Degree in view: Five things you must start now

Don’t pause your life in university, you can't expect to play it back after your degree Click To Tweet

Shout out to those of us that are yet to officially stop getting monthly allowances and still basking in the euphoria of the school life freedom.

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Undergraduate life can be amazing, and besides attending lectures (and partying non-stop), there’s a lot more you can do while still in the ivory tower which would be healthy for you and your future, sista.

So before, you join the 9-5ers or labour market or whatever it’s called, here are five things to start now to save you some stress in the future

Be independent and explore your options. (Yass girl, start learning to do things on your own).

how jessica gifTake responsibility for yourself and your actions now and start gathering up skills and those sorta things you would require to be your own #MotherlandMogul. Start making great and valuable decisions that would do you good years from now.

Regardless of the course you might be studying (whatsoever course) try your hands on a couple of other extracurricular activities and studies. You could learn a second language or some photography, or even try participating in an art exhibition. A professional job and a side hustle never hurt anybody, plus you never know where your big break would spring from in the long run.

Talk to your career counsellor, get a career mentor...and other things to start while in uni Click To Tweet

Get all the advice you can and enjoy the process

Talk to your course adviser or career counsellor (inasmuch as it might be boring). Get yourself a mentor, gain as much mentorship knowledge as you can about your career path. The internet is also a great stop for amazing career advice.

Read with a lil’ dash of fun

Immerse yourself in schoolwork, attend classes, never miss an assignment, read, read, and read, anything to come out with a turn-up degree, and do this while having a good time (cause we girls, are smart like that). You could try organizing a creative and fun study group with a few smart friends, that way, studying wouldn’t be so boring.

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Have safe fun as much as you can, but whatever you do, don’t stay partying on the eve of your exams, you are on your own.

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Spice up your profile

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Create a professional online presence for yourself towards whatever path you are looking to take in the future. Know what you really want to do; the kind of job that excites you and start building yourself and your resume in that direction (you do not want to come out of school with only your name and personal profile barely half page on what should be called your resume, nah).

You can start building yourself and your career strategy while in university Click To Tweet

Research on specific companies you’d love to work with in the future and apply to intern with them, chances are that they might want to retain you after you get a degree, or not (anyways, you still lose nothing).

Jumpstart your career

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School is the best place to start your career and your friends and classmates are the best customers you could have. However you start up, chances are that you will likely get loyal classmates and friends that’ll want to help your hustle. Don’t dull, take advantage of the university environment before you are shown the door out.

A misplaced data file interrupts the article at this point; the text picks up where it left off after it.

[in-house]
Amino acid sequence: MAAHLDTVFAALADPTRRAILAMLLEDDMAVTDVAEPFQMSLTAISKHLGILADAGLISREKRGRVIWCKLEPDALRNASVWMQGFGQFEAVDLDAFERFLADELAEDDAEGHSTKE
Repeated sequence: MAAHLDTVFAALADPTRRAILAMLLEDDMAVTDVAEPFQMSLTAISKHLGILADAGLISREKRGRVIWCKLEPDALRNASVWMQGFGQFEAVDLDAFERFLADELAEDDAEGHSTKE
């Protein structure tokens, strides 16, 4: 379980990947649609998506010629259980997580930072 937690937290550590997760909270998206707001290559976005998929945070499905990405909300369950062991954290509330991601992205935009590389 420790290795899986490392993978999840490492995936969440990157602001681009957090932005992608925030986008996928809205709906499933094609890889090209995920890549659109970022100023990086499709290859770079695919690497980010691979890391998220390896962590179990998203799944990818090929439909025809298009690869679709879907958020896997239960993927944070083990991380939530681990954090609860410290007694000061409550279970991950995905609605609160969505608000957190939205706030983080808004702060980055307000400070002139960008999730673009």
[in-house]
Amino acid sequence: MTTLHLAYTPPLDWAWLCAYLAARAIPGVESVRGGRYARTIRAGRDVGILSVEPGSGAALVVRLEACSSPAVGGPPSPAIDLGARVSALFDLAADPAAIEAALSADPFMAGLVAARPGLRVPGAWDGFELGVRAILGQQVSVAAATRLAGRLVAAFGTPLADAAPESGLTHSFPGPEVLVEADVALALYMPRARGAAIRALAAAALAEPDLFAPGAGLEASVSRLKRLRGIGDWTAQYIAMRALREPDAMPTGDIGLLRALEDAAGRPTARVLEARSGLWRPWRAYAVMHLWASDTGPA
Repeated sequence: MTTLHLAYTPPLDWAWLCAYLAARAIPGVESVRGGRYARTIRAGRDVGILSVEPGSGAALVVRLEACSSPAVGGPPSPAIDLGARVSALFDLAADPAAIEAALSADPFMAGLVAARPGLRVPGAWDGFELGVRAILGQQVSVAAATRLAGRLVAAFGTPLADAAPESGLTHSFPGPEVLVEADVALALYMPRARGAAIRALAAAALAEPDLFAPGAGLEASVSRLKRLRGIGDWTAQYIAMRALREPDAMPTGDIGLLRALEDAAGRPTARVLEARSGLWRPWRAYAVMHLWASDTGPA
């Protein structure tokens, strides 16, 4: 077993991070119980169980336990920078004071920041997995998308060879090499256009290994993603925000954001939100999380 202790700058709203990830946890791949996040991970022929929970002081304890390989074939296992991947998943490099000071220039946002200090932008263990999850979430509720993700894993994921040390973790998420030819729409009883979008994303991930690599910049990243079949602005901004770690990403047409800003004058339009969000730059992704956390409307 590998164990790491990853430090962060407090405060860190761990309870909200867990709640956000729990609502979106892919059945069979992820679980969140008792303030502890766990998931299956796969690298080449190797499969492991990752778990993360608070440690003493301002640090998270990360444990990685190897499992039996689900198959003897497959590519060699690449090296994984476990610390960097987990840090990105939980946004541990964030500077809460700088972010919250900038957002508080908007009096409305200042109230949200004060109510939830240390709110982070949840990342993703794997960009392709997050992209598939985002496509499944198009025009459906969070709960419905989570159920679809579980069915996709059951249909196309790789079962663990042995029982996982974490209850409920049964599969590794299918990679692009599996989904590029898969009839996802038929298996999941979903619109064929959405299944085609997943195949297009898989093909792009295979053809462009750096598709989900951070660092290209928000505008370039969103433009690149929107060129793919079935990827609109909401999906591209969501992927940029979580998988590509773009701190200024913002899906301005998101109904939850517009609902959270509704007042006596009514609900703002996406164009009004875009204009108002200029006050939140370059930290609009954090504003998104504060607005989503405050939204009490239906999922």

Start gathering your Oprah money:

get the shmoney gif

I know everybody talks about money, and honestly, we all need money to survive. So whether you’ll be gathering up from the tons of free money that comes your way while in school or from all the monies you’ll come to earn from doing jobs or having a business, start investing your money and saving enough cash for you and your great future of responsibilities.

Start making every second count now. Don’t pause your life, expecting to play it back after you’ve gotten a degree- nah, because when the degree comes, you’ll be in for some shocker reality check. Don’t take it personal though, everybody faces the check.

Michelle Orlendo: Helping women appreciate African-textured hair with the Nywele Chronicles

michelle orlendo
There is no harm in trying. Do not be afraid of failure, keep trying - Michelle Orlendo Click To Tweet

Natural hair, especially 4c textured hair, styled in a simple yet luxuriant look has been frowned upon by many. We often hear people classifying it as an unkempt and unruly look. However, Michelle Orlendo, is changing that perception daily one head at a time. Michelle is seeing to it that as many women in Kenya transition and embrace the beautiful and natural look as possible.

Tired of chemically and heat treating her hair, which had lost volume, and inspired by the fact that African women were rocking their natural hair and slaying, the 23-year-old Michelle woman embarked on a journey of being a naturalista.

The big chop

Michelle Orlendo went for the big chop in July 2015, to the chagrin of many. She had shoulder-length, flowing heat-treated hair, an ideal look for many. As she began her journey slightly over a year ago (on 25th November, 2015), Michelle vowed to involve other women. She especially targeted young girls who would aspire to go natural but lacked the motivation and/or guidance.